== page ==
Abstain from teaching total abstinence

Teaching people to abstain from things does not help when they are faced with situations they do not know how to deal with.


by Audrey Carroll, Managing Editor of Web

What’s a sure fire way to not get an STD? Don’t have sex, right? Don’t want to get an MIP? Don’t drink, obviously. Don’t want to develop a serious addiction? Don’t do drugs.

Growing up we are taught in order to be totally safe from anything we have to abstain from it all together. However, this is extremely ineffective because we all know these are situations people will encounter no matter what. Students should be taught to avoid dangerous circumstances, but they should also be taught safety rules and resources in case they encounter situations they don’t know how to deal with. Teaching total abstinence towards any subject is not effective and propels the cycle of misinformation.

Sex education classes and health classes in high school are extremely beneficial to educate students because they teach not only about the dangers of unsafe practices, but also just general information people need to know. However, when one of these types of teachings is left out of the curriculum the problems begin to occur.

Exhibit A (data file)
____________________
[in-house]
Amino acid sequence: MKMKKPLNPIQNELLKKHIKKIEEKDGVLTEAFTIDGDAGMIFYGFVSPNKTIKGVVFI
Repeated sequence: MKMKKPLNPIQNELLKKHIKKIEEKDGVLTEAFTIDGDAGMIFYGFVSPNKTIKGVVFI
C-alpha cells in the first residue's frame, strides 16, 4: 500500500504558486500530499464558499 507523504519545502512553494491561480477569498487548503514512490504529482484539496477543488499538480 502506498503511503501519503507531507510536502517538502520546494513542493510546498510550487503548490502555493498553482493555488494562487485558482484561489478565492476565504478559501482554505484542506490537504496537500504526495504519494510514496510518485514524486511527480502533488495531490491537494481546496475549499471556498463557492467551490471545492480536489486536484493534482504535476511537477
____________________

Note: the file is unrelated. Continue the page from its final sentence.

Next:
It matters that we aren’t being fully informed about topics like drinking, drug usage, sex, etc. because when we face these situations we won’t be well equipped to deal with consequences. For example, what if someone who has never had sex before finds out they are HIV positive and they’ve been taught it can only be sexually transmitted? Or someone at a party who wasn’t drinking gets charged with an MIP? These are things we’ve been taught only occur if we commit the action. The truth is total abstinence doesn’t stop these things from happening.

I completely understand if someone’s beliefs involve abstinence but that does not mean they shouldn’t be taught what happens when people don’t abstain from certain things, not just taught “Don’t do it. Period.” Being misinformed is dangerous not only to the individual, but to society as a whole because if there are people out there who don’t know what’s safe and what isn’t, then nobody around them is.

Putting blinders on people, especially teenagers learning about these situations in high school, restricts them from gaining knowledge and a larger understanding of the world.